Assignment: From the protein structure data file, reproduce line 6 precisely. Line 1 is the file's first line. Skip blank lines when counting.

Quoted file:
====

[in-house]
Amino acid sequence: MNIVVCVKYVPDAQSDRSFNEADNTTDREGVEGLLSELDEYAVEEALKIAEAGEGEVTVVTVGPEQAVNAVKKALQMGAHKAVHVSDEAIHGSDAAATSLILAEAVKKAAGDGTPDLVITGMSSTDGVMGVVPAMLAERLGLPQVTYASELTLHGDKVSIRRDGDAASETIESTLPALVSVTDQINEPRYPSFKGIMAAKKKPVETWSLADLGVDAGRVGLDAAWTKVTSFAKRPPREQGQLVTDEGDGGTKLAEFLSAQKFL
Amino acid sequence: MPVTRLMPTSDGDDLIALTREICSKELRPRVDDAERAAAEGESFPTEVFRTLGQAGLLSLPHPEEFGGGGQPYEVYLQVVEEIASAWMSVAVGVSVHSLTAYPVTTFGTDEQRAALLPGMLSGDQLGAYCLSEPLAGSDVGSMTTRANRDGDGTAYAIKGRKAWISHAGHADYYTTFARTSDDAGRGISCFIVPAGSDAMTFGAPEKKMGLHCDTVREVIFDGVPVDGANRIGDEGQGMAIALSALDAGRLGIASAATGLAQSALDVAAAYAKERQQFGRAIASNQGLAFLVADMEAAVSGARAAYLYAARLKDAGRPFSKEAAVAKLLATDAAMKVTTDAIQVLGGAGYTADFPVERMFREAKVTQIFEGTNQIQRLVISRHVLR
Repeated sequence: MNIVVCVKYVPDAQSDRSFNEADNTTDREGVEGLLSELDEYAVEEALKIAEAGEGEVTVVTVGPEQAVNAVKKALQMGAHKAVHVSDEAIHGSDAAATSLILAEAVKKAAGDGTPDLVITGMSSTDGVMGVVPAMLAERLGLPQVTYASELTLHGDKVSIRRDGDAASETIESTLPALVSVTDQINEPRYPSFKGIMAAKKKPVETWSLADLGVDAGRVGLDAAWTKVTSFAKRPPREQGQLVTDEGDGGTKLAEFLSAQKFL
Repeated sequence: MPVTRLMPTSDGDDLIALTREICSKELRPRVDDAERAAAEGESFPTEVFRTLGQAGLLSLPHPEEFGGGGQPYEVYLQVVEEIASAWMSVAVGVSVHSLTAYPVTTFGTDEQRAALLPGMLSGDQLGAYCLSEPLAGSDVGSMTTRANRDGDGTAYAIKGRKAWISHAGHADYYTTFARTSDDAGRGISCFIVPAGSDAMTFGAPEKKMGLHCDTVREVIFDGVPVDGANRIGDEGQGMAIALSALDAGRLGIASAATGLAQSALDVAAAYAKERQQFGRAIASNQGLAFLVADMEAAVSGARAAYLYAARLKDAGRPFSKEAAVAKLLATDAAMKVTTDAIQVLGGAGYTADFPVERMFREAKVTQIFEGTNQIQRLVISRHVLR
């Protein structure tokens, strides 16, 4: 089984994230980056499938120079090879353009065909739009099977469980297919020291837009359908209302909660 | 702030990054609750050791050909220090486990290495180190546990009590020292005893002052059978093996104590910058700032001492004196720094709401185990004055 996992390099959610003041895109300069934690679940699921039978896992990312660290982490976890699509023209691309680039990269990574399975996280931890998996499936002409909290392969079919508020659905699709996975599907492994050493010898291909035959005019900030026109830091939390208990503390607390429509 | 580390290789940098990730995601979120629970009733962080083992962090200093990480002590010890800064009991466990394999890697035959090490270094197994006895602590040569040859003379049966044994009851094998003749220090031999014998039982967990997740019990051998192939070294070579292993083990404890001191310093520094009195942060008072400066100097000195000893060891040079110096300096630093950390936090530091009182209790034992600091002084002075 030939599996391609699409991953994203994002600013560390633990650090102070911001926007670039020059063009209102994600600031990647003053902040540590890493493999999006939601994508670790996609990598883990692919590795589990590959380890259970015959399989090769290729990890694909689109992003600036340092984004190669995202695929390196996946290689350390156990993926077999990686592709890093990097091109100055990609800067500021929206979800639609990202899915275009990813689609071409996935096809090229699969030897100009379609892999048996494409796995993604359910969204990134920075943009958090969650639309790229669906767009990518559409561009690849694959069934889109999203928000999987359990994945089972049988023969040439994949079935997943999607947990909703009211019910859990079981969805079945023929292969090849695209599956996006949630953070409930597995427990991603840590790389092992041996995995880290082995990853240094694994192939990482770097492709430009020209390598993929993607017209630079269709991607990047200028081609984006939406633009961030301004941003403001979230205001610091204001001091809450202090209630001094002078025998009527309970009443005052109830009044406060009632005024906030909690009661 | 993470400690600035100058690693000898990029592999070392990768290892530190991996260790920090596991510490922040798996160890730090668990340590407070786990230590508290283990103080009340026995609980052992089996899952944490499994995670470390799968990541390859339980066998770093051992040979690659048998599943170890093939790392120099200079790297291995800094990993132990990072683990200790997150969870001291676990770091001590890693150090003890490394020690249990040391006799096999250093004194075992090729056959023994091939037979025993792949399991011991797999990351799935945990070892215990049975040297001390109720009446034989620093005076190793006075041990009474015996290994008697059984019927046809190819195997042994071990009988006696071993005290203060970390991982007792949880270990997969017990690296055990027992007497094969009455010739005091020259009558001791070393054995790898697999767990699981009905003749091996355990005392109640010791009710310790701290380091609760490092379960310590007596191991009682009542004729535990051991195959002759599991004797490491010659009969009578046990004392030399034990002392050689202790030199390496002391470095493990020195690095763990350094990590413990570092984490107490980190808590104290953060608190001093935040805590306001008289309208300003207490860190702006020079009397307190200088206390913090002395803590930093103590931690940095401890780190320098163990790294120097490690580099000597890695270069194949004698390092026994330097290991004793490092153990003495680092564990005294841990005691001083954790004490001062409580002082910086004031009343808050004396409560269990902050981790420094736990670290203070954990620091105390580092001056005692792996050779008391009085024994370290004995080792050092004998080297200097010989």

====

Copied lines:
């Protein structure tokens, strides 16, 4: 089984994230980056499938120079090879353009065909739009099977469980297919020291837009359908209302909660 | 702030990054609750050791050909220090486990290495180190546990009590020292005893002052059978093996104590910058700032001492004196720094709401185990004055 996992390099959610003041895109300069934690679940699921039978896992990312660290982490976890699509023209691309680039990269990574399975996280931890998996499936002409909290392969079919508020659905699709996975599907492994050493010898291909035959005019900030026109830091939390208990503390607390429509 | 580390290789940098990730995601979120629970009733962080083992962090200093990480002590010890800064009991466990394999890697035959090490270094197994006895602590040569040859003379049966044994009851094998003749220090031999014998039982967990997740019990051998192939070294070579292993083990404890001191310093520094009195942060008072400066100097000195000893060891040079110096300096630093950390936090530091009182209790034992600091002084002075 030939599996391609699409991953994203994002600013560390633990650090102070911001926007670039020059063009209102994600600031990647003053902040540590890493493999999006939601994508670790996609990598883990692919590795589990590959380890259970015959399989090769290729990890694909689109992003600036340092984004190669995202695929390196996946290689350390156990993926077999990686592709890093990097091109100055990609800067500021929206979800639609990202899915275009990813689609071409996935096809090229699969030897100009379609892999048996494409796995993604359910969204990134920075943009958090969650639309790229669906767009990518559409561009690849694959069934889109999203928000999987359990994945089972049988023969040439994949079935997943999607947990909703009211019910859990079981969805079945023929292969090849695209599956996006949630953070409930597995427990991603840590790389092992041996995995880290082995990853240094694994192939990482770097492709430009020209390598993929993607017209630079269709991607990047200028081609984006939406633009961030301004941003403001979230205001610091204001001091809450202090209630001094002078025998009527309970009443005052109830009044406060009632005024906030909690009661 | 993470400690600035100058690693000898990029592999070392990768290892530190991996260790920090596991510490922040798996160890730090668990340590407070786990230590508290283990103080009340026995609980052992089996899952944490499994995670470390799968990541390859339980066998770093051992040979690659048998599943170890093939790392120099200079790297291995800094990993132990990072683990200790997150969870001291676990770091001590890693150090003890490394020690249990040391006799096999250093004194075992090729056959023994091939037979025993792949399991011991797999990351799935945990070892215990049975040297001390109720009446034989620093005076190793006075041990009474015996290994008697059984019927046809190819195997042994071990009988006696071993005290203060970390991982007792949880270990997969017990690296055990027992007497094969009455010739005091020259009558001791070393054995790898697999767990699981009905003749091996355990005392109640010791009710310790701290380091609760490092379960310590007596191991009682009542004729535990051991195959002759599991004797490491010659009969009578046990004392030399034990002392050689202790030199390496002391470095493990020195690095763990350094990590413990570092984490107490980190808590104290953060608190001093935040805590306001008289309208300003207490860190702006020079009397307190200088206390913090002395803590930093103590931690940095401890780190320098163990790294120097490690580099000597890695270069194949004698390092026994330097290991004793490092153990003495680092564990005294841990005691001083954790004490001062409580002082910086004031009343808050004396409560269990902050981790420094736990670290203070954990620091105390580092001056005692792996050779008391009085024994370290004995080792050092004998080297200097010989």